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House Bill 1646 – Proposed Washington State Equal Pay Act Amendment

    May 20, 2015

    The Washington State Legislature is debating House Bill 1646 that would amend the existing Washington State Equal Pay Act.  The Bill’s supporters claim the proposed legislation would address income disparities, employer discrimination and retaliation practices, and reflect the equal status of all workers in Washington State.  They believe the amendment is needed, because “there continues to be an unfair gap and inequality in wages among workers in Washington, especially women.  Women working full-time in Washington earn eighty cents for every dollar earned by a man working the same job.  The gap in earnings is even more disparate for women of color.”

    The proposed legislation would make it a criminal misdemeanor for an employer to discriminate “in providing compensation based on gender between similarly employed individuals”.  

    House Bill 1646 also provides for a civil cause of action if an employee receives less compensation “because of being discriminated against on account of the employee’s gender” or “if any employee receives less favorable employment opportunities because of being discriminated against on account of gender”.   A civil award for a violation of the proposed legislation would allow recovery of double the actual damages the employee is found to have suffered, or the amount of $5,000, whichever is greater; plus recovery of legal fees and costs.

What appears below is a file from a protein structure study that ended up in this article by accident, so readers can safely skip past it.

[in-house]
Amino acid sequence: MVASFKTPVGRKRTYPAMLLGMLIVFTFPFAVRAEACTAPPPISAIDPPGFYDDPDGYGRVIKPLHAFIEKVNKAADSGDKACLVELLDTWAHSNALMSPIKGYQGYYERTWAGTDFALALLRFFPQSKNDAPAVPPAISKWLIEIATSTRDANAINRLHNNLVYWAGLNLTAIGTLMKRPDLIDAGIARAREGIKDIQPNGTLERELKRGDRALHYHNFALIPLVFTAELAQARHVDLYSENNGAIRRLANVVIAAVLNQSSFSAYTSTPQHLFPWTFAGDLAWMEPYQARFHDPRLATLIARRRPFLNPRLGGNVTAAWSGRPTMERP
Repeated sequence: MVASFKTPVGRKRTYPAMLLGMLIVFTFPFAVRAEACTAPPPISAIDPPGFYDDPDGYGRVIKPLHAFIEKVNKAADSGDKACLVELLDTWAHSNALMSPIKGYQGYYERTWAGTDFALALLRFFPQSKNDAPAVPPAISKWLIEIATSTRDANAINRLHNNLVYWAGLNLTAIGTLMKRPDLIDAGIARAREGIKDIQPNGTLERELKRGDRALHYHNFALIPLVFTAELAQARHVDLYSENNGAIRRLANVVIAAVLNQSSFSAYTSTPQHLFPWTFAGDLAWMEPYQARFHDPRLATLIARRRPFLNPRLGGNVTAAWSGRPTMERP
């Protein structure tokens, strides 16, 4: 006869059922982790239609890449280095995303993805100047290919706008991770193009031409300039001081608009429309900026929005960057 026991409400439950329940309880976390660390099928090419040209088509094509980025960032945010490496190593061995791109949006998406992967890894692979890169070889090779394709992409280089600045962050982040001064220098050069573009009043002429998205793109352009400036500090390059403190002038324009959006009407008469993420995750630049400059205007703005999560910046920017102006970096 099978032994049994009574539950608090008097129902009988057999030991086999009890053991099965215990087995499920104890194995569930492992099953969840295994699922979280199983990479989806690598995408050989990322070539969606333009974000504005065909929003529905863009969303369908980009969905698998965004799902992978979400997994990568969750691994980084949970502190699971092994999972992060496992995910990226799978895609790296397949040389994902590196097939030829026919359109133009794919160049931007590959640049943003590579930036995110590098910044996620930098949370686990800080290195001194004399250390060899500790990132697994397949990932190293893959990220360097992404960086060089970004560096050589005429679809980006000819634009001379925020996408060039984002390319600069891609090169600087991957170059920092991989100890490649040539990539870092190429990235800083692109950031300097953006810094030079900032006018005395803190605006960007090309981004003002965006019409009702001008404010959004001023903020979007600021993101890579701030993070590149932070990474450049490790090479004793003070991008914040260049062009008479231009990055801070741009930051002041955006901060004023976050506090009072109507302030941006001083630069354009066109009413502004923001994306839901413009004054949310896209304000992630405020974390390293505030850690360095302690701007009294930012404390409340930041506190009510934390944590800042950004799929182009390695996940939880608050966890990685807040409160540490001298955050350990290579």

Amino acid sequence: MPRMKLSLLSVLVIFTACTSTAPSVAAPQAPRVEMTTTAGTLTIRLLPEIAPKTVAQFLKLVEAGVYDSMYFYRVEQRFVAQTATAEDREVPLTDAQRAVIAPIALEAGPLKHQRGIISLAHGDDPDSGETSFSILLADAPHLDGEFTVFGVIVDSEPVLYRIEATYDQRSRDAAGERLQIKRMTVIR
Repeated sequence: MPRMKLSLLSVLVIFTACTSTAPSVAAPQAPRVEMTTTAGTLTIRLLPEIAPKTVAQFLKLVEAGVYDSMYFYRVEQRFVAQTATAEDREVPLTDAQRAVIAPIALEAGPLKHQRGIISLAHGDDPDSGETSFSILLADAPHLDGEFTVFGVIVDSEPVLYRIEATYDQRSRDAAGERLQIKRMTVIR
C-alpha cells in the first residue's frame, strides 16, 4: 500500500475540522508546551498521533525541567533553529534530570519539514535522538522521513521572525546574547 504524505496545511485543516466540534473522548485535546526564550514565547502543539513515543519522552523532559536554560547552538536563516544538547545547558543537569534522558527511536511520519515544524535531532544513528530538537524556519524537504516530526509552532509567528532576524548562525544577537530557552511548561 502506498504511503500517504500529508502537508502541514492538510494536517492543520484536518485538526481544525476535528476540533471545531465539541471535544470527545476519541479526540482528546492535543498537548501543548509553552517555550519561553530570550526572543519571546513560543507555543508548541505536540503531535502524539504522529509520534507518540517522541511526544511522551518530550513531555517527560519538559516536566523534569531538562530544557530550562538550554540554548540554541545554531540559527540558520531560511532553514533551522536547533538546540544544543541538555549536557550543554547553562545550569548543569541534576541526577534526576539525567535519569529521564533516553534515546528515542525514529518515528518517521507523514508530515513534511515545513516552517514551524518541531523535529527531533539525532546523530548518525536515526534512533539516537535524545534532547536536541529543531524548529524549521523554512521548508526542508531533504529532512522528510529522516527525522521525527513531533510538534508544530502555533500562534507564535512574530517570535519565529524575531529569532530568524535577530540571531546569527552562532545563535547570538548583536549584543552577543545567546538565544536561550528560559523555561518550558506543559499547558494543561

The proposed Bill defines “less favorable employment opportunities” as assigning or directing the employee into a less favorable career track or position based on gender, with analysis factors including, but not limited to, an employer’s failure to use reasonable means to provide the employee with information about advancement in their career tracks or positions.

    House Bill 1646 does offer some employer defenses.  An employer could defend against a claim by arguing a good faith, bona fide job-related factor caused the compensation or employment opportunities differential, such as education, training, or experience that is not based on employee gender.

    House Bill 1646 would also forbid an employer from prohibiting an employee to disclose his or her wages.  It also makes unlawful an employer discharging, or in any other manner retaliating, against an employee for (a) discussing the employee’s wages or the wages of any other employee, (b) asking the employer about the employee's wages or lack of employment advancement, or (c) aiding another employee in the exercise his or her employment law rights.

    While the proposed legislation is offered to correct wrongs, House Bill 1646’s application could open employers to even more litigation and potential civil liability.  An employer would have more of an affirmative obligation to coach employees on ways to exceed, and could be challenged on the effectiveness of its coaching efforts.  And, if an employee’s wage or job advancement expectations did not match the offered by the employer, the employee appears to have a cause of action under House Bill 1646, despite the employer having legitimate non-discriminatory justifications for its wage or advancement decisions.  The damages provisions of proposed House Bill 1646 are also serve enough that employers could elect to settle weak plaintiff claims than risk the exposure of a potential negative court ruling or jury decision.

    Brian A. Walker helps businesses and individuals in employment, business, and real estate related litigation and transactions from the Wenatchee office of Ogden Murphy Wallace PLLC. You can reach Brian at or at (509) 663-1954.